Interview with actor/director Charles RossApril 1, 2016
A longtime Star Wars fan who confesses to have seen Star Wars: A New Hope more than 400 times, actor Charles Ross took that knowledge and love for the franchise and turned it into the hilarious One-Man Star Wars Trilogy show. Ross single-handedly plays all the characters doing voice impressions, sings the music, flies the ships, fights the battles in this impressive show that condenses the plots of the first three films into one unforgettable experience. Recently, we had the chance to talk to Charles about how this idea came about, the difficulties in pulling off a show like this and if he has any plans for more Star Wars shows based on other films.
Obviously being a fan of Star Wars was a big influence on your show. Can you give me some examples of how you began to put this show together?
Charles: The best example really, is that I sat down at a computer and wrote stuff off the top of my head, what I could remember of the story and that being lines from the film. I really tried to imagine that I was explaining the story using the lines from the film but to people who had never seen the film before and obviously making huge editorial jumps, which I thought would be difficult but it just turned out that my limited memory was actually doing the work for me. I remembered so much so I don’t think the process of making the script was as difficult as figuring out what else had to be cut out. What happens is you come up with a joke that you think is the best thing ever but it doesn’t really forward the story, it kind of hangs things up so you really have to be kind of cruel and it’s always good to have somebody who’s sort of in the role as director to help you be cruel, that way you can kind of shoulder the blame together.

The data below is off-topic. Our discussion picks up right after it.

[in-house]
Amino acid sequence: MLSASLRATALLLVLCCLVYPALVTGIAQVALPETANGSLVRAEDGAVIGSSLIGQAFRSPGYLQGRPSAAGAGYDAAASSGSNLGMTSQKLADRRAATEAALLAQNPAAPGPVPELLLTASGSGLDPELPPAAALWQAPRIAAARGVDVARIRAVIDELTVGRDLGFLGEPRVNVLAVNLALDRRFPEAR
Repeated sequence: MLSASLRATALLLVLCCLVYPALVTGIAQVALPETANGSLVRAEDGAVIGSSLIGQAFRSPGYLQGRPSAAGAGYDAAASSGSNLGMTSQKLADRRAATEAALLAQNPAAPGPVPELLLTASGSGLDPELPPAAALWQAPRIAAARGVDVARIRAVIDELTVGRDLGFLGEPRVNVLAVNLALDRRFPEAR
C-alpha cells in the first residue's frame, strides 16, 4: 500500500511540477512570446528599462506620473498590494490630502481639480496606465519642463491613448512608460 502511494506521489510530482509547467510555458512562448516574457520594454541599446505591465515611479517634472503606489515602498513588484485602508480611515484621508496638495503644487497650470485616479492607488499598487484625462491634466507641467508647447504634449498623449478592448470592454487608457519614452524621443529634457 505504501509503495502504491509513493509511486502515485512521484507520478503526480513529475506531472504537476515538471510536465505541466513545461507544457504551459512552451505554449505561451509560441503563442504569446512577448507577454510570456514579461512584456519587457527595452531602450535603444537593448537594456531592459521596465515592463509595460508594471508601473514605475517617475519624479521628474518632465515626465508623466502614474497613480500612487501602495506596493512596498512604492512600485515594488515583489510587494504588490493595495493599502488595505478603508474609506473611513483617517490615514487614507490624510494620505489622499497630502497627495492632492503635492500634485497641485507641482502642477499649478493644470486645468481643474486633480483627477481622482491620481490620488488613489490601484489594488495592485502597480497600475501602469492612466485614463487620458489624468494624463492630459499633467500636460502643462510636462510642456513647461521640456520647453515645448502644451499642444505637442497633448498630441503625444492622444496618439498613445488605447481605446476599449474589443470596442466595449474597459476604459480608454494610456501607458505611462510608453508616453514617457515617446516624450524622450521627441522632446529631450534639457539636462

Were you always good at doing voices and impersonations or was that something that you had to really work on?
Charles: You know, I don’t even know if I’m any good at doing impressions but I do like to make sound effects. I was always fascinated with people who could do impressions, it was really just figuring out what an impression is. I think the sort of definition of what an impression is that somebody will find a series of idiosyncrasies that is associate with a, usually a voice or a person’s personality coming out in the way they speak. Once that sort of idiosyncrasy has been nailed down and a person starts to repeat as they try and do the impression using those idiosyncrasies, that’s in fact breaking open the impression for everybody else to try and do an impression of, and what I mean by that is Will Ferrell did this wonderful impression of George W. Bush and then everybody started to do an impression of Will Ferrell doing an impression of George W. Bush, so that’s in fact what it is. I guess I had to work hard to do a fresh impression of say Luke Skywalker but I actually found that in fact, that wasn’t as hard as doing an impression of Yoda because my voice never seemed to lend itself to doing Yoda. It was a great frustration as a kid to have other people do Yoda so well and I couldn’t. I just realize that I was more of a Jim Henson than a Frank Oz.
Now between writing the script, doing the voices, singing the music etc., do you have a favorite part of the show?